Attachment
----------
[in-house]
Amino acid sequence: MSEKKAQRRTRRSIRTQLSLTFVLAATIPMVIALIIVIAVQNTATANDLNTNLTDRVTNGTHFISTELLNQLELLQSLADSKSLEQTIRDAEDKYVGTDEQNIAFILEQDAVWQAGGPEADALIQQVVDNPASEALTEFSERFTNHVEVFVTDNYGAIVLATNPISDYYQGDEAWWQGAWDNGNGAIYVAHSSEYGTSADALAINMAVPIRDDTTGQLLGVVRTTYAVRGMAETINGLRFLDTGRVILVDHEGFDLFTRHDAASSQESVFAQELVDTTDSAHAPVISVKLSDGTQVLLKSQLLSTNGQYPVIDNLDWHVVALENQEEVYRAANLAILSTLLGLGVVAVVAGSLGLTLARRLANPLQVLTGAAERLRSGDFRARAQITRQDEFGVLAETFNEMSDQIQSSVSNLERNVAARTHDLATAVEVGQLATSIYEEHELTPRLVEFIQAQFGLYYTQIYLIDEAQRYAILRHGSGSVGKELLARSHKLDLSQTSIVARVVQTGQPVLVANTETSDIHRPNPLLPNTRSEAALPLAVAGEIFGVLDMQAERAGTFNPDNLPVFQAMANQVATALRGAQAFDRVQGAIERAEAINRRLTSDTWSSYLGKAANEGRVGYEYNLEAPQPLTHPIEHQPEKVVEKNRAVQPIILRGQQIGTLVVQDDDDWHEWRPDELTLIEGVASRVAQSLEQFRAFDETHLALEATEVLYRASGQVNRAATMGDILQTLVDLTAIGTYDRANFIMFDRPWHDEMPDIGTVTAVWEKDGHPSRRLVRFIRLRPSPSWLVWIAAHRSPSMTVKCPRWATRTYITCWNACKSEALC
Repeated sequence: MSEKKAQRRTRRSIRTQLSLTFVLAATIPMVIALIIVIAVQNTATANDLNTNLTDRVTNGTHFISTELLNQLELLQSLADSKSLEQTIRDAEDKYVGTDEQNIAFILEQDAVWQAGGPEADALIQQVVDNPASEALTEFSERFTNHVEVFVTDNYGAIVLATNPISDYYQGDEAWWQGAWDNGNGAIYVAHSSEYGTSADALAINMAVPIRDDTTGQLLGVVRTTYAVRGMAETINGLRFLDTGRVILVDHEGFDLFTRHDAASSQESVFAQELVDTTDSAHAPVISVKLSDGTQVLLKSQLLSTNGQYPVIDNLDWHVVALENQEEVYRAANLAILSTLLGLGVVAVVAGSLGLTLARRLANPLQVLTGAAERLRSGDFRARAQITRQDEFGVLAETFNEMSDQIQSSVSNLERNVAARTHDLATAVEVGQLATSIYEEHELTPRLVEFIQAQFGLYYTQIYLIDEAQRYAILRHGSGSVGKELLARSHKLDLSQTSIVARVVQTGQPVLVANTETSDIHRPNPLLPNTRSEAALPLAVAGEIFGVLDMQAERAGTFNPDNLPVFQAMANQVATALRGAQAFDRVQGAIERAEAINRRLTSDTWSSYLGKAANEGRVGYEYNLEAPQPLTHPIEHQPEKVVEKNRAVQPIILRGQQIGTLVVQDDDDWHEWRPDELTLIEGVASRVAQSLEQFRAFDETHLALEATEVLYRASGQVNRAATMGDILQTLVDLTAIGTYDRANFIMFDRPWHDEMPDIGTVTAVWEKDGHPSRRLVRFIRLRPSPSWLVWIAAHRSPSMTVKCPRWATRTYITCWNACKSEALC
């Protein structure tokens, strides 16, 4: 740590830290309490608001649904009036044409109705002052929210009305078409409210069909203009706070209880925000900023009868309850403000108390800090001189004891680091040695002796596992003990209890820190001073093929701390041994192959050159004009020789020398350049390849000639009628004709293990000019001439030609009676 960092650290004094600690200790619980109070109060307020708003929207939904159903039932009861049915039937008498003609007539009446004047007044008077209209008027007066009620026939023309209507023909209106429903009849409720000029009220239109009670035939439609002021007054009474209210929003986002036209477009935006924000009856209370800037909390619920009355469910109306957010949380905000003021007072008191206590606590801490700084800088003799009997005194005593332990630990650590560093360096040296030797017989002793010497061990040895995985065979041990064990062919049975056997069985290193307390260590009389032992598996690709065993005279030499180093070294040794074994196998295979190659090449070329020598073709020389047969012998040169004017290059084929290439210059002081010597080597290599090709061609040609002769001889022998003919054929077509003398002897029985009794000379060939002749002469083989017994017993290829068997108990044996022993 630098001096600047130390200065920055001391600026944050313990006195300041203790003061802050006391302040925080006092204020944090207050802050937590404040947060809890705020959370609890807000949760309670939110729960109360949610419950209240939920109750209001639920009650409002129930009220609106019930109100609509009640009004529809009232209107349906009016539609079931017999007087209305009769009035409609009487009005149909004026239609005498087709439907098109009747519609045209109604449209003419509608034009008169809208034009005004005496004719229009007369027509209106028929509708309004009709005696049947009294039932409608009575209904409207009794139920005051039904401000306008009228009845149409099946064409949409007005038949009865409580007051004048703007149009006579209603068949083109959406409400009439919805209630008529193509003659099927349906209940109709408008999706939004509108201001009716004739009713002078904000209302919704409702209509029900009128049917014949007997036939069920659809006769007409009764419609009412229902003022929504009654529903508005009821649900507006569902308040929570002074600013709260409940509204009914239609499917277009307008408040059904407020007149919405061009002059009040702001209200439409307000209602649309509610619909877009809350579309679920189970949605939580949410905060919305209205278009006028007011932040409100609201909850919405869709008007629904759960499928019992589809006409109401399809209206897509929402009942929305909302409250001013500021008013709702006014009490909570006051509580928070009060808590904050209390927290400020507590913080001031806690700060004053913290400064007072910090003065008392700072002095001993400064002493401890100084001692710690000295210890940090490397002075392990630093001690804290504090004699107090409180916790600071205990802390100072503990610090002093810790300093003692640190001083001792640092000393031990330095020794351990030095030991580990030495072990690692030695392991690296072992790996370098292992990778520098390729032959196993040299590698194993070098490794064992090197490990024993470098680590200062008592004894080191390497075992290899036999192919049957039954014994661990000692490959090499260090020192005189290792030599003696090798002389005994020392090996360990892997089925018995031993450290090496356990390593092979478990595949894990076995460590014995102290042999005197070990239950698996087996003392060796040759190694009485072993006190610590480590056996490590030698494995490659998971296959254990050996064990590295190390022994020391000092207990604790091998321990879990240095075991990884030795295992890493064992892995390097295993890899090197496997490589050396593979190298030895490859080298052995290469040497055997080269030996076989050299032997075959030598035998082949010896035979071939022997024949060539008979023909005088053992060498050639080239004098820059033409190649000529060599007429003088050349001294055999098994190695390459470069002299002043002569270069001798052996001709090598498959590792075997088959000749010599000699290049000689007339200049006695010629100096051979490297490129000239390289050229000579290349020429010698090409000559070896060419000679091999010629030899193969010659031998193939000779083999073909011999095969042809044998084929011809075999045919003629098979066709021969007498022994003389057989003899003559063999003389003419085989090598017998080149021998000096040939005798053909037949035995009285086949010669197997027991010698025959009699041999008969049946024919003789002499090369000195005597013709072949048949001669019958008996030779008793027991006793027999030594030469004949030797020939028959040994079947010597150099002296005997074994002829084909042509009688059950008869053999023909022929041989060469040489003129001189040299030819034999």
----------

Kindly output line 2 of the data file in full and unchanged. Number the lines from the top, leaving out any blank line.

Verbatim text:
Amino acid sequence: MSEKKAQRRTRRSIRTQLSLTFVLAATIPMVIALIIVIAVQNTATANDLNTNLTDRVTNGTHFISTELLNQLELLQSLADSKSLEQTIRDAEDKYVGTDEQNIAFILEQDAVWQAGGPEADALIQQVVDNPASEALTEFSERFTNHVEVFVTDNYGAIVLATNPISDYYQGDEAWWQGAWDNGNGAIYVAHSSEYGTSADALAINMAVPIRDDTTGQLLGVVRTTYAVRGMAETINGLRFLDTGRVILVDHEGFDLFTRHDAASSQESVFAQELVDTTDSAHAPVISVKLSDGTQVLLKSQLLSTNGQYPVIDNLDWHVVALENQEEVYRAANLAILSTLLGLGVVAVVAGSLGLTLARRLANPLQVLTGAAERLRSGDFRARAQITRQDEFGVLAETFNEMSDQIQSSVSNLERNVAARTHDLATAVEVGQLATSIYEEHELTPRLVEFIQAQFGLYYTQIYLIDEAQRYAILRHGSGSVGKELLARSHKLDLSQTSIVARVVQTGQPVLVANTETSDIHRPNPLLPNTRSEAALPLAVAGEIFGVLDMQAERAGTFNPDNLPVFQAMANQVATALRGAQAFDRVQGAIERAEAINRRLTSDTWSSYLGKAANEGRVGYEYNLEAPQPLTHPIEHQPEKVVEKNRAVQPIILRGQQIGTLVVQDDDDWHEWRPDELTLIEGVASRVAQSLEQFRAFDETHLALEATEVLYRASGQVNRAATMGDILQTLVDLTAIGTYDRANFIMFDRPWHDEMPDIGTVTAVWEKDGHPSRRLVRFIRLRPSPSWLVWIAAHRSPSMTVKCPRWATRTYITCWNACKSEALC